After taking off in New York, this is a big step for the Israeli startup that is looking to reshape the insurance industry
Israeli insuretech company Lemonade announced that they have filed for licenses to operate in 46 states across the US as well as Washington DC.
This step follows the start of their operations as a licensed insurance provider in the state of New York this past September.
Barring their expansion to Mississippi, Washington and Wyoming, which all have additional wait time requirements, this move if approved in all of the states, would give the Israeli company access to new customers across the country.
In their statement to the press, the company noted that they have received tens of thousands of requests to join their bot-automated insurance service from across the nation, giving them a strong incentive to push for a rapid expansion.
Helping to drive forward this growth is the roughly $60 million in funding that has been raised over the course of the past 12 months: first, their was the $13 million Seed, then the $14 million A, and finally $33-34 million B rounds from investors like Sequoia, Aleph, Google Ventures, XL, General Catalyst, Thrive Capital, and Tusk Ventures.
Interestingly, unlike many of the other new actors in the insurance tech space that act as brokers, basically integrating smarter technology into an antiquated industry, Lemonade acts as an actual insurance company. While they themselves are backed by reinsurers like other traditional companies, they make the payouts to claims themselves.
Their innovation that they are bringing to the property insurance industry as noted above is automation. Instead of calling up an agent, users simply contact them through the company’s app.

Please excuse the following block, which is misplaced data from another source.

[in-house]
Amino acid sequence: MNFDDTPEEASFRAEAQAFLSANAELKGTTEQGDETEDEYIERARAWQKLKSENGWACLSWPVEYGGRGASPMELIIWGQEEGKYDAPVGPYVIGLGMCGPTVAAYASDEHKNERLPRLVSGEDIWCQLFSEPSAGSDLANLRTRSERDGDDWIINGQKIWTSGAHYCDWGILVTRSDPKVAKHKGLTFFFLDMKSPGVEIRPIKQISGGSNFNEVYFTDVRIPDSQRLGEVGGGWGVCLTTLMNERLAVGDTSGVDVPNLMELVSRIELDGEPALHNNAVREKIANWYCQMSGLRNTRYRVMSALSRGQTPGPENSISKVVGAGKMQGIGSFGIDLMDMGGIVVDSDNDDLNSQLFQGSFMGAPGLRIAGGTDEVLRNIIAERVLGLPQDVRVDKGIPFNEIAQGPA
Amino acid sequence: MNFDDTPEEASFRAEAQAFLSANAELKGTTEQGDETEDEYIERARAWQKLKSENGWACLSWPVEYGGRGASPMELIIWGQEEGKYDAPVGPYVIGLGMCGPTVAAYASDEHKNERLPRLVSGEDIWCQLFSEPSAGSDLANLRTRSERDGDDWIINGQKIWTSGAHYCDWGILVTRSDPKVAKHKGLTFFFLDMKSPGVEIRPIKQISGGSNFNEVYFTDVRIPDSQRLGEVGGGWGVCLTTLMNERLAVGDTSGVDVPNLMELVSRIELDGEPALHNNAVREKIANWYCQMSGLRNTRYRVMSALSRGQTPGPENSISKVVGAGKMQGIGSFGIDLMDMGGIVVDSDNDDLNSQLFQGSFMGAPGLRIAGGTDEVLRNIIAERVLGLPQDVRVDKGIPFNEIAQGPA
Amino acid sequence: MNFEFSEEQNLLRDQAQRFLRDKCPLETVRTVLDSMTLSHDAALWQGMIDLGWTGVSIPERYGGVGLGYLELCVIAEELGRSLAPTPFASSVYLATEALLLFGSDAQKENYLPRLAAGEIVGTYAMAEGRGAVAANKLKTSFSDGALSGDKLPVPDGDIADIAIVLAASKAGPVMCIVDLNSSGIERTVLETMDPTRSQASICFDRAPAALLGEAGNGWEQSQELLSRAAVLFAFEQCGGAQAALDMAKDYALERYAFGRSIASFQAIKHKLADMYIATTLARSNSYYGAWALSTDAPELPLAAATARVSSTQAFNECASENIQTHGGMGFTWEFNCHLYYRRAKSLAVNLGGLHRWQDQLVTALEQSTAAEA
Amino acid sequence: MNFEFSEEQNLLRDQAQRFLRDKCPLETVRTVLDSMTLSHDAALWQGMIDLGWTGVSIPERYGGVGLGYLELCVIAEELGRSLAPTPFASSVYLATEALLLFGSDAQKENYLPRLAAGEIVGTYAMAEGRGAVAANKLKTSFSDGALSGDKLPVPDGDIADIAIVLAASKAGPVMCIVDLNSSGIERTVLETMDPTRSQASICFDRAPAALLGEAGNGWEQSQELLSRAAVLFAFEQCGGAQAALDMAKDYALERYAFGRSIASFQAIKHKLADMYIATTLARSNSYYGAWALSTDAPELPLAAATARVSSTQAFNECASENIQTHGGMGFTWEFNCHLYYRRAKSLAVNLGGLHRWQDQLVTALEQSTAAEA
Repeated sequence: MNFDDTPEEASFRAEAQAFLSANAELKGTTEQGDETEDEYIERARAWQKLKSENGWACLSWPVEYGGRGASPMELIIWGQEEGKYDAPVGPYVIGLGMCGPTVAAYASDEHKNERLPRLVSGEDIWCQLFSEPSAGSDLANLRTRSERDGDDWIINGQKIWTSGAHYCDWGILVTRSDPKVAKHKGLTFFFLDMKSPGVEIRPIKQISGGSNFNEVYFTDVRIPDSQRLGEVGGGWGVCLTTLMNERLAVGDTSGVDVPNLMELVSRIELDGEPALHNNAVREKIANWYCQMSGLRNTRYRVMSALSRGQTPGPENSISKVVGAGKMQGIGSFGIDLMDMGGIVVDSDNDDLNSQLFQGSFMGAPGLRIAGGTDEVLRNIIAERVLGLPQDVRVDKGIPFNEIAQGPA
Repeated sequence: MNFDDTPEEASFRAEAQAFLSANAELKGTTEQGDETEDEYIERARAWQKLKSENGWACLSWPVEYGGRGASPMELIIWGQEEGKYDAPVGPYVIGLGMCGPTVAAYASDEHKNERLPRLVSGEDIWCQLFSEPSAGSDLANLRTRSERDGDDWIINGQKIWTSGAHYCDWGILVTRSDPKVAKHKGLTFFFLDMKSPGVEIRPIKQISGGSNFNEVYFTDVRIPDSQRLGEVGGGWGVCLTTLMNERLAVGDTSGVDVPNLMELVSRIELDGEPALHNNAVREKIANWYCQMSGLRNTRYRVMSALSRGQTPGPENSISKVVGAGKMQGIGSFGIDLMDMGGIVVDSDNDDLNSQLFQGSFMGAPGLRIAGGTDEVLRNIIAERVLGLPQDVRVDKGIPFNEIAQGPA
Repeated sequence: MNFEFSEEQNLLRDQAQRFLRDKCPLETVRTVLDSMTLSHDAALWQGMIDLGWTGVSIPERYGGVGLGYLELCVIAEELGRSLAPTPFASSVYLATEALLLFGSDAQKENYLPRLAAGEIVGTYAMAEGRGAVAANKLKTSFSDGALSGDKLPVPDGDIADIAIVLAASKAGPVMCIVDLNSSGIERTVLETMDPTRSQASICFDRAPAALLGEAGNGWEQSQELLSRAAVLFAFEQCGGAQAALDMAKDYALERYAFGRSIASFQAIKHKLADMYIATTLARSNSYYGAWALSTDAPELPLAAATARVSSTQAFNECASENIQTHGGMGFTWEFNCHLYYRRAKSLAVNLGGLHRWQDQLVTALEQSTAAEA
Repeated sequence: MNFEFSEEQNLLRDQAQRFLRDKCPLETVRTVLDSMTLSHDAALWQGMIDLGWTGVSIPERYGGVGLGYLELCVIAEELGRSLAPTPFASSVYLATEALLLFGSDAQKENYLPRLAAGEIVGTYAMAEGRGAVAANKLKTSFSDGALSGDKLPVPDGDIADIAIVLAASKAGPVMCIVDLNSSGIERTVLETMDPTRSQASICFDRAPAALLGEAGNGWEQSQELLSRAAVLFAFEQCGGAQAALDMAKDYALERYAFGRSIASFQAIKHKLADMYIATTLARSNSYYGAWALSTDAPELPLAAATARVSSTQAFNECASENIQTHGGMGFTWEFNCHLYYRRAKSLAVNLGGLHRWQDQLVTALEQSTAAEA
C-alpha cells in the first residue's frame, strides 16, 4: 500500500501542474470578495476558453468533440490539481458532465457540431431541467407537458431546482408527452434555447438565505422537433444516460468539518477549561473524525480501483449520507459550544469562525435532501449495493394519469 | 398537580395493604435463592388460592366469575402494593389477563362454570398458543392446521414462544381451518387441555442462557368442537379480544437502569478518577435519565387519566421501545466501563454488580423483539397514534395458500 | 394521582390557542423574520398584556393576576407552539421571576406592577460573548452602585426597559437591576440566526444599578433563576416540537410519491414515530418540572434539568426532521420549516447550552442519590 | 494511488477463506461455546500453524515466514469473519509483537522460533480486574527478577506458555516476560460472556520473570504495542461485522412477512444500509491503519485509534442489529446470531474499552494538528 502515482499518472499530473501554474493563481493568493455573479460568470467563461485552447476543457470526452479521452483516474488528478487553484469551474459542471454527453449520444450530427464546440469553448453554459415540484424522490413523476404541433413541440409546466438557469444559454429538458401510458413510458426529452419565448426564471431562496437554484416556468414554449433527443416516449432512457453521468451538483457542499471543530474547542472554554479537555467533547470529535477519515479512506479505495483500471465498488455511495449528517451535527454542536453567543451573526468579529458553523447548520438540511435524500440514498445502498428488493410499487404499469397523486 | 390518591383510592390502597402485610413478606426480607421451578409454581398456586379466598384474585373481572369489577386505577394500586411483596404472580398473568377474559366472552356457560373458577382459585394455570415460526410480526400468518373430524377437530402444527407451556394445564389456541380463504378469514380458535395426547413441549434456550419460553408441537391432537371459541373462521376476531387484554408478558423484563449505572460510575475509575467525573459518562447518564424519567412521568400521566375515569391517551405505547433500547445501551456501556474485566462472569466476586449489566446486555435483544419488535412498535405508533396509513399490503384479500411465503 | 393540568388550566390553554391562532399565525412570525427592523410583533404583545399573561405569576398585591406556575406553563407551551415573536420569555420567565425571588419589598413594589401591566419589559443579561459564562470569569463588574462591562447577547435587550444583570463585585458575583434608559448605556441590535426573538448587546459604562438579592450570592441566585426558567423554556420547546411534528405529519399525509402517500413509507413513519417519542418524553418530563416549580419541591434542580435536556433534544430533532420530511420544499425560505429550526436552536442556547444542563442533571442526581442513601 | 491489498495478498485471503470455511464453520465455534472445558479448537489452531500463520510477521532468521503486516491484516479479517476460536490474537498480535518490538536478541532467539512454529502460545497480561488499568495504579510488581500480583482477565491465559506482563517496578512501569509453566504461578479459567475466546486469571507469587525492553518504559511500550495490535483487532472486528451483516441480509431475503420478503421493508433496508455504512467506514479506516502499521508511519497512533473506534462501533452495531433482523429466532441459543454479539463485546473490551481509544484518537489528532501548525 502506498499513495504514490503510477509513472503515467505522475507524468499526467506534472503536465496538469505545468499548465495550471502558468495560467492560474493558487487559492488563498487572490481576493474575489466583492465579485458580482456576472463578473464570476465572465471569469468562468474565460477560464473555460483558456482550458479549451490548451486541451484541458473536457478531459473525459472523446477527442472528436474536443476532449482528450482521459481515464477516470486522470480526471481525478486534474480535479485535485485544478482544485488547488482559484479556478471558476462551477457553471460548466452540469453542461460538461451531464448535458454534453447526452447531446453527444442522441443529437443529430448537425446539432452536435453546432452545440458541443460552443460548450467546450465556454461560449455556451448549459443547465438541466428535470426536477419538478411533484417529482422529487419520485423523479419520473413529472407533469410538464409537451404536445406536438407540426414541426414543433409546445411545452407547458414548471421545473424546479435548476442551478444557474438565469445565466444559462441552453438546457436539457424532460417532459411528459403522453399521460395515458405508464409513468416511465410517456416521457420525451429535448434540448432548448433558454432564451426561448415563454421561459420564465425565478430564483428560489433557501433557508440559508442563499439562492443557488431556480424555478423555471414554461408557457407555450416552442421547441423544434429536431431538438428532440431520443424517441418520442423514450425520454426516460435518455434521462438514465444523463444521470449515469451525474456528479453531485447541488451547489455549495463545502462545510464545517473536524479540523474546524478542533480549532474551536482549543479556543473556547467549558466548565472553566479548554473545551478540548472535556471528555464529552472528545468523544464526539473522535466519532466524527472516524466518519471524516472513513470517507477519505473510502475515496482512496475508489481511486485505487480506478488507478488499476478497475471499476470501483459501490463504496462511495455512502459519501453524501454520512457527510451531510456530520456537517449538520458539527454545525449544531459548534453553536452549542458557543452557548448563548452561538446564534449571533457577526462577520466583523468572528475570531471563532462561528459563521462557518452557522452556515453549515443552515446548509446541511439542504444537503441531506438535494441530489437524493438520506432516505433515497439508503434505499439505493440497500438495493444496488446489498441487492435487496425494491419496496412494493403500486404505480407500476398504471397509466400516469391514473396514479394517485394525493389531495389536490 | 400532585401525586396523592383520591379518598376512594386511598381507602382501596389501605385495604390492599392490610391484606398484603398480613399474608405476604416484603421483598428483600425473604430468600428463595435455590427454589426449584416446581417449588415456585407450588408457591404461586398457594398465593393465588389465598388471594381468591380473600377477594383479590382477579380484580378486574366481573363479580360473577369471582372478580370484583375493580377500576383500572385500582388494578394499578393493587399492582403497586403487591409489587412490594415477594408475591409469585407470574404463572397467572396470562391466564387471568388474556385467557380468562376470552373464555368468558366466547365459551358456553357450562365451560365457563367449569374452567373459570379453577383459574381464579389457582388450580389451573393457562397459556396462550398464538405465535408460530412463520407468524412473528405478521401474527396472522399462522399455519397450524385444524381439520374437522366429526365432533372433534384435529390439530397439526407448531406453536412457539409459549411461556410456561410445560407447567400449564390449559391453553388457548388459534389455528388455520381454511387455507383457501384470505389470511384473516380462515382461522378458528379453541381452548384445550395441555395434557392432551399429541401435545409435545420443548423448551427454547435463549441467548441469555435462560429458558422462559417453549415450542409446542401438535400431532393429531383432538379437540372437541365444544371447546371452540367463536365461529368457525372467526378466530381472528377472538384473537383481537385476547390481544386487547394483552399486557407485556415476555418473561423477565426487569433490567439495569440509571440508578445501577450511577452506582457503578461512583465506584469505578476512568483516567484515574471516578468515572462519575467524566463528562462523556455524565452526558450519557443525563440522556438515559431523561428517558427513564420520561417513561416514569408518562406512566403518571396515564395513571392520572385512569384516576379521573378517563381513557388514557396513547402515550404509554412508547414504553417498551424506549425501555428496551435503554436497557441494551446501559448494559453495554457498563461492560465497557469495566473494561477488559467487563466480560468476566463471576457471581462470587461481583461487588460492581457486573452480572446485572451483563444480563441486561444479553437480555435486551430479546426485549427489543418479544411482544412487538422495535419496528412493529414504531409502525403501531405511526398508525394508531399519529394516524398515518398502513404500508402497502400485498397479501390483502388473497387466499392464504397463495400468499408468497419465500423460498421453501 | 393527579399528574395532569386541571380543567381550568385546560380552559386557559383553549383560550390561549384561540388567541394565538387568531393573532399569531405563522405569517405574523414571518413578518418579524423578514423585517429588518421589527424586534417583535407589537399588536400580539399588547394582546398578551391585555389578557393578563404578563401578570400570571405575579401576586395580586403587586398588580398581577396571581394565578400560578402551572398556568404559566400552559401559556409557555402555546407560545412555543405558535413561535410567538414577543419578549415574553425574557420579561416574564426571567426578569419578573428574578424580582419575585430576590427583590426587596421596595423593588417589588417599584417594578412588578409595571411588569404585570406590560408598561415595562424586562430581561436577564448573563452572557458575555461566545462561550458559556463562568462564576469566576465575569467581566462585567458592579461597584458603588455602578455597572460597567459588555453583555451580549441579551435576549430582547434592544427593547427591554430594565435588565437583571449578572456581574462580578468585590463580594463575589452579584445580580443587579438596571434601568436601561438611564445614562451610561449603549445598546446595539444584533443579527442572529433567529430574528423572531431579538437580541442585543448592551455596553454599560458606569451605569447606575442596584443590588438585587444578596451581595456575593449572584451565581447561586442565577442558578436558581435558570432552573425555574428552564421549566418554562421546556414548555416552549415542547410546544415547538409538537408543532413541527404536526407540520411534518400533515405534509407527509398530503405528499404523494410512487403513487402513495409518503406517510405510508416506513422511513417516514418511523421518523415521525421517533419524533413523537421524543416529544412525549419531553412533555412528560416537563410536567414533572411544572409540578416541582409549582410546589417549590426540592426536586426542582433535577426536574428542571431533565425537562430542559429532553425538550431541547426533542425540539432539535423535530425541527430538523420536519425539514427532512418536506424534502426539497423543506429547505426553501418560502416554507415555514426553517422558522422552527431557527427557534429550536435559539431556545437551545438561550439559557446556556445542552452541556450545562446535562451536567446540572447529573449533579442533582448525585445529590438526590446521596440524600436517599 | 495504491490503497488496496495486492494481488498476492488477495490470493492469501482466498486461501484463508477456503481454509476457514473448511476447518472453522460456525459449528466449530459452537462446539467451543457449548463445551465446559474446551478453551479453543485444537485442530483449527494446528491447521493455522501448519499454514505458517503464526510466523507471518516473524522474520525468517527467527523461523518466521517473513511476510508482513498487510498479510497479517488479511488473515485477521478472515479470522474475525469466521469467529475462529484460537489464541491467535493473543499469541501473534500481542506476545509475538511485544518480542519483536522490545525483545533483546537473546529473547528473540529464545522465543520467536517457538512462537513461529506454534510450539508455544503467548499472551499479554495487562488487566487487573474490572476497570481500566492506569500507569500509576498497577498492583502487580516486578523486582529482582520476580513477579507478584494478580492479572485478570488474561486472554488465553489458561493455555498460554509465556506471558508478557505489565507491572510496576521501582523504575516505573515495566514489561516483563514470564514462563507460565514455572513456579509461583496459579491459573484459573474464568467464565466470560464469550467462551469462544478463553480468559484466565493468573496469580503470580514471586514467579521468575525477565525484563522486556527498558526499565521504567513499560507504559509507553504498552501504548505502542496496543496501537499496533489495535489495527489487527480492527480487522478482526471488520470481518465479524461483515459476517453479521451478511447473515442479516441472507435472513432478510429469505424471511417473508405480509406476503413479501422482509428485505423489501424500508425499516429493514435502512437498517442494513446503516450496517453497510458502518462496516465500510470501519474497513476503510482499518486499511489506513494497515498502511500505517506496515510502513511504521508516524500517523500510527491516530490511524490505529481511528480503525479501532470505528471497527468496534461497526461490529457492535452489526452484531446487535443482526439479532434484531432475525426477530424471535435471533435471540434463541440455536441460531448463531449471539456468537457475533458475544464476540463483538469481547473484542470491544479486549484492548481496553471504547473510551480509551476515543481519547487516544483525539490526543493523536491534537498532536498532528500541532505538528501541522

They claim that by removing the need for claims agents and others that can make for big overhead costs, they are able to give customers low rates and still be a very profitable business.
With prices that start at $5 for renter’s insurance and $35 for homeowner’s insurance per month, that seems like an attractive proposition.
The question is how they can grow their business to scale nationwide. On the one hand, this product seems perfectly geared for the highly sought after millennial market with its reliance on chatbots in the app. The issue that could arise here however is the low rate of homeownership among the younger generation, many of whom eschew the idea of owning properties. Add on top of this that buying insurance in general is not quite as ingrained in the US as it is elsewhere in the world, including in Europe and Israel.
However the Lemonade team feels that they are up to the challenge, and they have the war chest to prove it. Hopefully, they can convince the public with their low rates, that looking at their statistics after their first 48 hours after they opened in New York averaged out to be around $7 for renter’s and $50 for homeowner’s insurances, that it is worth picking up a policy.
While we don’t have stats on Lemonade’s growth since their launch in September, hopefully the company will be able to shed some light at some point during Q1 2017.